Antifeminisms are a counter-movement of action and thought that are opposed to feminisms [1]. They aim to distort concepts and theories, to delegitimize feminist movements and their demands and seek to block progress towards the full autonomy and freedom of the women [2]. If in the European and North American academic context, specifically the Quebec one, discussions on anti-feminisms are already common, the analysis of this phenomenon in Latin America has been neglected in favour of other concepts. However, it seems to us that the concept of anti-feminism can bring new avenues of reflection to this region. Based on our experience as researchers in Brazil and Colombia, we therefore decide to focus on the analysis of discourses about the supposed

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  • Espace public, recomposition des gauches et syndicalisme. Éléments de comparaison Argentine - Brésil.
    by THOMAS COLLOMBAT,  
    6/12/2019

    Espace public, recomposition des gauches et syndicalisme. Éléments de comparaison Argentine - Brésil. Les espaces publics, la démocratie et les gauches en Amérique latine, 2019

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  • The Brazilian women's movement and the state under the PT national governments
    by CHARMAIN LEVY,  
    20/7/2019

    Certain segments of the Brazilian Women s Movement (BWM) developed important strategic partnerships with the state under the PT federal government. This article demonstrates how these partnerships had both inclusionary and exclusionary effects on gender centric policy outcomes. Using a mix method approach which includes extensive in-depth interviews with BMW activists and archival data from governmental sources, the Brazilian experience illustrates that entering the state headed by a women ally president facilitates funnelling some of the women’s movement’s demands into the state. However, hierarchies within the movement itself, the congressional strength of the head of executive and the activism of some of its socially conservative legislative allies can severely temper that effect.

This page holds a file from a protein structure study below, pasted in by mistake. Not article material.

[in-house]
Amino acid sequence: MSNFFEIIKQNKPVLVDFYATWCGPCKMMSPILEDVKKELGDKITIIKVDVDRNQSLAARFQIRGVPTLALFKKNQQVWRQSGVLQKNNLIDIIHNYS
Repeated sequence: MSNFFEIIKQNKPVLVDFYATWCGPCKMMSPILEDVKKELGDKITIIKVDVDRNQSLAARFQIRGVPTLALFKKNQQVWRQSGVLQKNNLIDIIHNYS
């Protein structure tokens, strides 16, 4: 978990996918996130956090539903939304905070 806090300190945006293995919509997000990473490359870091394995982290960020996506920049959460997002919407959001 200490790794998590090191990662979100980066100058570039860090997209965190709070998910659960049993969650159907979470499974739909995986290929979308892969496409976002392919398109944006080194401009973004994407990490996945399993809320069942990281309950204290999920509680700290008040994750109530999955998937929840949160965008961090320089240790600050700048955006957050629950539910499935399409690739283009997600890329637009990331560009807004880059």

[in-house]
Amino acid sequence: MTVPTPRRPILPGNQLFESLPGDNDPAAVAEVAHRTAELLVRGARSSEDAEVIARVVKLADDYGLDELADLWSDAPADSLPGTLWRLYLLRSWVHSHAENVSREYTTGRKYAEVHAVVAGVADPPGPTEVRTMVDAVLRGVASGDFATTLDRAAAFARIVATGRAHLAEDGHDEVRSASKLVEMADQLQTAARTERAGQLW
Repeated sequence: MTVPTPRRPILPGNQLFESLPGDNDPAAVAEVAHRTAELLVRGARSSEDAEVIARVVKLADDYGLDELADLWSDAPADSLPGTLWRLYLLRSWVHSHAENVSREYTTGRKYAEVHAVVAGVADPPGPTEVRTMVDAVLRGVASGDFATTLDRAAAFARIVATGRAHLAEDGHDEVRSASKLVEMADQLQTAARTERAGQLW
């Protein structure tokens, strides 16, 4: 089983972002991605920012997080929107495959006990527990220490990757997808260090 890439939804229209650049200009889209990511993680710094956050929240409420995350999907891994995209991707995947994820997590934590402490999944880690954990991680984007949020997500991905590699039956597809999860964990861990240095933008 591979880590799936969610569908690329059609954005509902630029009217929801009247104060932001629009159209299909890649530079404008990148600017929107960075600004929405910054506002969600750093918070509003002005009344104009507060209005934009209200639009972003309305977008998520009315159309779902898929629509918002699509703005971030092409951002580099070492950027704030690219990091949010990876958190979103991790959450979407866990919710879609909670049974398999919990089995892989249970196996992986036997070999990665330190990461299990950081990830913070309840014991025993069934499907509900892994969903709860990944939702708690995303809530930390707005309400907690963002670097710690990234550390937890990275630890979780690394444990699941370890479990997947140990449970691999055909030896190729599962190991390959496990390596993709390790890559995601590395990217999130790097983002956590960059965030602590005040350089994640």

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  • One year after her death, Marielle is still present
    by DANIELLE COENGA-OLIVEIRA,  
    14/3/2019

    In 2018, the world knew about the story of Marielle Franco, the Brazilian city councillor brutally murdered in Rio de Janeiro. On March 14, the car in which Marielle was travelling received 14 shots, killing the councillor (with four bullets in the head) and Anderson Gomes, who was driving the car. Investigations to date indicate that the projectiles with which Marielle and Anderson were shot were purchased by the Brazilian Federal Police.